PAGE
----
The first mission to orbit Mercury is nearing its end. Since arriving at the innermost planet in March 2011, the Messenger spacecraft has “rewritten the entire textbook on Mercury and the implications for the formation and evolution of the inner solar system,” says its principal investigator Sean Solomon of Columbia University. The probe was due to run out of fuel at the end of March, which would have initiated its gradual fall to the planet's surface. Recently, however, engineers found a way to squeeze a few more weeks' worth of propellant from its stores of helium, potentially pushing Messenger's demise into mid-April. The reprieve should allow sufficient extended time for measurements of Mercury's surface from within 15 kilometers—closer than ever before. Although the official mission will be over soon, astronomers now have more than 10 terabytes of data to keep them busy unspooling the mysteries of Mercury for years to come.

By the Numbers


Mercury days Messenger has orbited the planet


Earth days Messenger has orbited the planet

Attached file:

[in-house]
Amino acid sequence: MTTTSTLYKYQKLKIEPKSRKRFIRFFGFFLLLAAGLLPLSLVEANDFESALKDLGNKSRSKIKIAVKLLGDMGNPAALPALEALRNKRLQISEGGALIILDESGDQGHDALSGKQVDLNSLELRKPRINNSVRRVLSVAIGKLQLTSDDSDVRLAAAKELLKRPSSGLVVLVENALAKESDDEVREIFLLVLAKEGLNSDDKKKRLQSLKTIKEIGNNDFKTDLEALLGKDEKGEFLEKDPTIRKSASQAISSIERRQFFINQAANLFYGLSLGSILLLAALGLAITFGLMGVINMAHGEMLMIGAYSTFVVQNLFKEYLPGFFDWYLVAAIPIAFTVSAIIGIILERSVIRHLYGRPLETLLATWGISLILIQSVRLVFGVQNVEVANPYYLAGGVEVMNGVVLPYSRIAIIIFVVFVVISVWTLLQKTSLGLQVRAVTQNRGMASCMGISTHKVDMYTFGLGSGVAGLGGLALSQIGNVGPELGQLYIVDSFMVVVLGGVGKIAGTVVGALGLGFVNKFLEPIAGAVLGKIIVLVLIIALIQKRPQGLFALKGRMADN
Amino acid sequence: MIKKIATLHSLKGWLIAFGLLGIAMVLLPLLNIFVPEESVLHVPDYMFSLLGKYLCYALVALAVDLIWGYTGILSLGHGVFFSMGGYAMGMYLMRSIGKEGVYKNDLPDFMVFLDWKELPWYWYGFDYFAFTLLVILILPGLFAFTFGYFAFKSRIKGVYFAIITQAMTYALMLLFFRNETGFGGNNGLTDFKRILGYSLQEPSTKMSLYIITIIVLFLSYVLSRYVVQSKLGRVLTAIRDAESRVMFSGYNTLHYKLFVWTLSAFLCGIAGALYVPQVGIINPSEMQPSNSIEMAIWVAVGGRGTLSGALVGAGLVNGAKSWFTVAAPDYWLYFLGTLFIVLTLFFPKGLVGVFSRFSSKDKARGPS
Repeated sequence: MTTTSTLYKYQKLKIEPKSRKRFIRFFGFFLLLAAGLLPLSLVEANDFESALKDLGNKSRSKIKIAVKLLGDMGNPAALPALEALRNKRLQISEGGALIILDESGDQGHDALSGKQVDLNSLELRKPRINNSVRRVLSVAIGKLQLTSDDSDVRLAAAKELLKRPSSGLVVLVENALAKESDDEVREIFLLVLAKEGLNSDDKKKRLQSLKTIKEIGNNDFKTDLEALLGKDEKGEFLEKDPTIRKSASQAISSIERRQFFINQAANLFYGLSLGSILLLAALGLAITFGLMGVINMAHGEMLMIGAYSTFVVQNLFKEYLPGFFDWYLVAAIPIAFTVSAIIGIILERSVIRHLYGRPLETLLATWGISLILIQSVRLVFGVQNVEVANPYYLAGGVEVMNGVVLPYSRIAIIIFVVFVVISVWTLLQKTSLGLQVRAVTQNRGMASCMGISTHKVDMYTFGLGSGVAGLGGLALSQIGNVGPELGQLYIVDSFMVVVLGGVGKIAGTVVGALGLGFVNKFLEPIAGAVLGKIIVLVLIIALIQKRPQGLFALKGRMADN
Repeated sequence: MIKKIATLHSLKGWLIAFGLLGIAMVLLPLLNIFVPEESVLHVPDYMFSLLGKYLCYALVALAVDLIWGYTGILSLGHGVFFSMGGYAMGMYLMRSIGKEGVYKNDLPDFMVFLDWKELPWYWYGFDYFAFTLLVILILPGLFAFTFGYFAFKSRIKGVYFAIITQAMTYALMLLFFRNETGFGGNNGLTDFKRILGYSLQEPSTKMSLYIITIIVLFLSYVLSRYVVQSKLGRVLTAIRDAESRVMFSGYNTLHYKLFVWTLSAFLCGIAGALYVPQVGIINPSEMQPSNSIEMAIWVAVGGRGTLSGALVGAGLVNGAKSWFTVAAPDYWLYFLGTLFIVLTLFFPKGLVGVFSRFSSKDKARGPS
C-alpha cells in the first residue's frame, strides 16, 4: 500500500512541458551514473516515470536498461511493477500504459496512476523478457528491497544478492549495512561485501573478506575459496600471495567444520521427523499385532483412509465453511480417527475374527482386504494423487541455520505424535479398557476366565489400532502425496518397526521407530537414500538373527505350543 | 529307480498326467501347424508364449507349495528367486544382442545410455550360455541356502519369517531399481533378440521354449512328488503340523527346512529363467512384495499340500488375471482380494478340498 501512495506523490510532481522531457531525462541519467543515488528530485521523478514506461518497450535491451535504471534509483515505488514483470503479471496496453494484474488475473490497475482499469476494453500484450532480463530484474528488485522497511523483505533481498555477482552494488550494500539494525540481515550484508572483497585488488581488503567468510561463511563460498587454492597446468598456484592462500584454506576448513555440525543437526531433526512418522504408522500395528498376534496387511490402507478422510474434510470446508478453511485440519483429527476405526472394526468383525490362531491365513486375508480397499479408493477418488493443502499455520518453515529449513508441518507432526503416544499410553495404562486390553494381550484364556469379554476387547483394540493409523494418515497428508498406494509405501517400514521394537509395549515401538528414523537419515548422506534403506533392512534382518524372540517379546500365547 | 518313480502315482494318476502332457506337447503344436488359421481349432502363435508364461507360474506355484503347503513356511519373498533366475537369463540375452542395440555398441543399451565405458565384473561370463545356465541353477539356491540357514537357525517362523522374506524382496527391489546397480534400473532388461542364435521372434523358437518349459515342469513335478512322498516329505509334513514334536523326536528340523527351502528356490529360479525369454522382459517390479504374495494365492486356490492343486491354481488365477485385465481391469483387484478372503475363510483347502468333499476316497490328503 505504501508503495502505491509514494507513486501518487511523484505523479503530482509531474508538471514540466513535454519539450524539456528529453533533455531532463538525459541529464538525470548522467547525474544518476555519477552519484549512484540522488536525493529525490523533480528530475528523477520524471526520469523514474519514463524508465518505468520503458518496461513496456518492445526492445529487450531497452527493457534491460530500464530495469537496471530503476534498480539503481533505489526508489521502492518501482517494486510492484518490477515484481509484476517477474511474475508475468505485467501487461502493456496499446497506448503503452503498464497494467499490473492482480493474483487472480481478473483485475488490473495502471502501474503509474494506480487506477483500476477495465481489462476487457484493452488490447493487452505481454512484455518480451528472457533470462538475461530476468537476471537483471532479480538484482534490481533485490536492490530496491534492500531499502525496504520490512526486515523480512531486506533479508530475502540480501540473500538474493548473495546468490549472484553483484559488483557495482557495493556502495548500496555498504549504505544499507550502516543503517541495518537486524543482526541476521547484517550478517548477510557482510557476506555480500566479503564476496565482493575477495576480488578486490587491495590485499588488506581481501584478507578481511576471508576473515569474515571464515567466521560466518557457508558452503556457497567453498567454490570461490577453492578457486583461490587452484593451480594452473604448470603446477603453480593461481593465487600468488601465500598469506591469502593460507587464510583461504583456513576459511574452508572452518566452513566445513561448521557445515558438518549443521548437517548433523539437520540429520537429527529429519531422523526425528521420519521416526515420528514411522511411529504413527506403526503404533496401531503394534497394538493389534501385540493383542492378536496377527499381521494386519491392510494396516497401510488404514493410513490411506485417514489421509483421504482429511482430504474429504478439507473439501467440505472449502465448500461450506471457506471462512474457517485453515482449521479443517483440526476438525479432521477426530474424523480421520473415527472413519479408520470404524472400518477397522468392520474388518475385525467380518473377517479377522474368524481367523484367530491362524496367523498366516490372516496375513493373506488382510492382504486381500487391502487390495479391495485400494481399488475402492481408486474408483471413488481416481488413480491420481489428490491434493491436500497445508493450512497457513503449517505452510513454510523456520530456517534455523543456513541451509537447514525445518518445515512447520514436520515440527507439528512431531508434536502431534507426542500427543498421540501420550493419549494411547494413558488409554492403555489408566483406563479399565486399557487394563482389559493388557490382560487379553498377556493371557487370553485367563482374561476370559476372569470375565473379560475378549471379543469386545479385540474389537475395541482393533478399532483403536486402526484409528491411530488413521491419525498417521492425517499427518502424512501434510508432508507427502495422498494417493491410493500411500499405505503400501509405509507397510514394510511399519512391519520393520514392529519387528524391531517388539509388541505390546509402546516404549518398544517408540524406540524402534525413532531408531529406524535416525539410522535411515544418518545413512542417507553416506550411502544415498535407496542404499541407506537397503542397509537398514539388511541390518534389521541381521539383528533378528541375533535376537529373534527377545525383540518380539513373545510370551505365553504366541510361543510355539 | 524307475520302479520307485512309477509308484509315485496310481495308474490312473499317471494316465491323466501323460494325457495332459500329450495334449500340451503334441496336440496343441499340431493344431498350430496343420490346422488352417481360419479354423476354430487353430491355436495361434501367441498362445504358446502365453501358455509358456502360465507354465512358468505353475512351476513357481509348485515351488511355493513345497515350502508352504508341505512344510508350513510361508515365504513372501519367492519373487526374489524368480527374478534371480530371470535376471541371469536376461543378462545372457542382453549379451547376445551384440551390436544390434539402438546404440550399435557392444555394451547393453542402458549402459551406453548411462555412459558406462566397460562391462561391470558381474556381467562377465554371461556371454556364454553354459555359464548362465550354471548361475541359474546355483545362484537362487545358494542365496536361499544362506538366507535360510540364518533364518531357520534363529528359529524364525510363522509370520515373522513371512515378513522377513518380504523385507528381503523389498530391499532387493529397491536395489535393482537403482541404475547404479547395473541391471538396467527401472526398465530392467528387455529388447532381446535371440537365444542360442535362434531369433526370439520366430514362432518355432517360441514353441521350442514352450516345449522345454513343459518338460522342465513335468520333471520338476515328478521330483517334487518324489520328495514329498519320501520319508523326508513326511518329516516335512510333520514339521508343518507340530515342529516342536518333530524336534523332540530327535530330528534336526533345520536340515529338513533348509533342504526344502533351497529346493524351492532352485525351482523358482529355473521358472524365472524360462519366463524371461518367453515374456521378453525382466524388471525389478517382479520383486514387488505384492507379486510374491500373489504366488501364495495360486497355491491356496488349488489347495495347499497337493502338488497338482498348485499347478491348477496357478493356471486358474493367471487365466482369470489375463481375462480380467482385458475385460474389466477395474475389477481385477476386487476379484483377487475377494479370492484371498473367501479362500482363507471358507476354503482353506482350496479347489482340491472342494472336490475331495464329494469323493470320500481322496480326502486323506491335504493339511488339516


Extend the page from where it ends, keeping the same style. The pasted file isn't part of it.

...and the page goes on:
Orbits of Mercury completed


Photographs returned to Earth

8.7 Billion

Total miles traveled

What We've Learned about Mercury

Weird Magnetic Field
In the 1970s Mariner 10's flyby revealed that Mercury has a magnetic field. Yet Messenger's observations showed that, strangely, the field is not centered inside the planet but instead is offset toward its north pole. Theorists have yet to explain what causes the asymmetry.

Messenger settled a long-running debate about whether volcanism is prevalent on Mercury. Previous imagery showed plains that could have resulted either from volcanic activity or from asteroid collisions. New data from Messenger indicated that these areas best match expectations for dried lava flows and that, in fact, volcanic material covers most of the planet's surface.

Surprising Formation History
Before Messenger, researchers thought Mercury had experienced periods of superhigh temperatures—up to 10,000 kelvins—during its early history, perhaps caused by an asteroid impact. Messenger detected surface metals that would have vaporized at such high temperatures, contradicting this theory.

Mysterious “Hollows”
Messenger revealed enigmatic flat and shallow bright spots littering Mercury's surface. Scientists dubbed them “hollows,” which appear to be unique to the planet. Experts' best guess is that these features form when volatile material from the surface is lost to space, perhaps through interactions with the solar wind of particles blown off the sun.